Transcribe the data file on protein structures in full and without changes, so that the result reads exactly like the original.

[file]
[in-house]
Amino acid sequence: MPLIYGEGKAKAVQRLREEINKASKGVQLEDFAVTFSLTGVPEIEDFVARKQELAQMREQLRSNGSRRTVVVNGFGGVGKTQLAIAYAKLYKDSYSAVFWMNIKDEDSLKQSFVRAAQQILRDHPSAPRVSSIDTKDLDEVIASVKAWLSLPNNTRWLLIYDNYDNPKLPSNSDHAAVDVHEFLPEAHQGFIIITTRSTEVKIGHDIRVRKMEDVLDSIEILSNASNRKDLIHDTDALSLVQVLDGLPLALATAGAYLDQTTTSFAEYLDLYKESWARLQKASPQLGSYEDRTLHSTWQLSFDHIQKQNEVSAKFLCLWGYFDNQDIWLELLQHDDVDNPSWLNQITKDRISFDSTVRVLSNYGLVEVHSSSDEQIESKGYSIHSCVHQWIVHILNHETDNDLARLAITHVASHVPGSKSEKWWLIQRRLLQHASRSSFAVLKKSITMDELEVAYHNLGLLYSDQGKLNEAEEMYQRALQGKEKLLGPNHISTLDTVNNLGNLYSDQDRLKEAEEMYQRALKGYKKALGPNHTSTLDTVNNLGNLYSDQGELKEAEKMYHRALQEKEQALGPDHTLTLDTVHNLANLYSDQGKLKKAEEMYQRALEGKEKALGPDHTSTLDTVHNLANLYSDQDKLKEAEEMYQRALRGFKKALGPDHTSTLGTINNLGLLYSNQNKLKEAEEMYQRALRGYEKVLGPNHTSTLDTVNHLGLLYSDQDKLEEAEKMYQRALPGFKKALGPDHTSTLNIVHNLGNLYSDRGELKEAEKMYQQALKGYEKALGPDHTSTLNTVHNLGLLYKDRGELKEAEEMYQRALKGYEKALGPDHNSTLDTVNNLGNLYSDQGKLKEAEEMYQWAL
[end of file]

[in-house]
Amino acid sequence: MPLIYGEGKAKAVQRLREEINKASKGVQLEDFAVTFSLTGVPEIEDFVARKQELAQMREQLRSNGSRRTVVVNGFGGVGKTQLAIAYAKLYKDSYSAVFWMNIKDEDSLKQSFVRAAQQILRDHPSAPRVSSIDTKDLDEVIASVKAWLSLPNNTRWLLIYDNYDNPKLPSNSDHAAVDVHEFLPEAHQGFIIITTRSTEVKIGHDIRVRKMEDVLDSIEILSNASNRKDLIHDTDALSLVQVLDGLPLALATAGAYLDQTTTSFAEYLDLYKESWARLQKASPQLGSYEDRTLHSTWQLSFDHIQKQNEVSAKFLCLWGYFDNQDIWLELLQHDDVDNPSWLNQITKDRISFDSTVRVLSNYGLVEVHSSSDEQIESKGYSIHSCVHQWIVHILNHETDNDLARLAITHVASHVPGSKSEKWWLIQRRLLQHASRSSFAVLKKSITMDELEVAYHNLGLLYSDQGKLNEAEEMYQRALQGKEKLLGPNHISTLDTVNNLGNLYSDQDRLKEAEEMYQRALKGYKKALGPNHTSTLDTVNNLGNLYSDQGELKEAEKMYHRALQEKEQALGPDHTLTLDTVHNLANLYSDQGKLKKAEEMYQRALEGKEKALGPDHTSTLDTVHNLANLYSDQDKLKEAEEMYQRALRGFKKALGPDHTSTLGTINNLGLLYSNQNKLKEAEEMYQRALRGYEKVLGPNHTSTLDTVNHLGLLYSDQDKLEEAEKMYQRALPGFKKALGPDHTSTLNIVHNLGNLYSDRGELKEAEKMYQQALKGYEKALGPDHTSTLNTVHNLGLLYKDRGELKEAEEMYQRALKGYEKALGPDHNSTLDTVNNLGNLYSDQGKLKEAEEMYQWAL